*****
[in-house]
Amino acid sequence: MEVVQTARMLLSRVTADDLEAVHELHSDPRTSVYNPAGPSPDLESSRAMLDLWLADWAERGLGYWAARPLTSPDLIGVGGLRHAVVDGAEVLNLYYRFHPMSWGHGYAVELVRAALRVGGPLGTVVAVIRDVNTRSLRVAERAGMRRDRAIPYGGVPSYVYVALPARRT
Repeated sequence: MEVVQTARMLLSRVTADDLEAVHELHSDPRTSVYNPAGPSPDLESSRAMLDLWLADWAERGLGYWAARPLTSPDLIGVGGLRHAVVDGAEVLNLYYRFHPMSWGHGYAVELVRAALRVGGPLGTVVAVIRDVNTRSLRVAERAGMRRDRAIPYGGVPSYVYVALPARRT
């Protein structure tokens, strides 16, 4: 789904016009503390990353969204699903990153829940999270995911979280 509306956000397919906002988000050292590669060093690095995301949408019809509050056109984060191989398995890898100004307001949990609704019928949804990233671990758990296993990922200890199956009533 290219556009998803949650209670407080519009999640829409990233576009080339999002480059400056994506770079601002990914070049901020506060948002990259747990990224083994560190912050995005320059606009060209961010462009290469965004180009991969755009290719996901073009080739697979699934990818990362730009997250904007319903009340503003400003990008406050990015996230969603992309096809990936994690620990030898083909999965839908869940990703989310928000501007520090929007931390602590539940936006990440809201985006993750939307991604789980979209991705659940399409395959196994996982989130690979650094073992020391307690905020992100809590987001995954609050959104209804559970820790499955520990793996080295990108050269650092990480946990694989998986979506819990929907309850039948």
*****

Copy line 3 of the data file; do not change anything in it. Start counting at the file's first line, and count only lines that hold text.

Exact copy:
Repeated sequence: MEVVQTARMLLSRVTADDLEAVHELHSDPRTSVYNPAGPSPDLESSRAMLDLWLADWAERGLGYWAARPLTSPDLIGVGGLRHAVVDGAEVLNLYYRFHPMSWGHGYAVELVRAALRVGGPLGTVVAVIRDVNTRSLRVAERAGMRRDRAIPYGGVPSYVYVALPARRT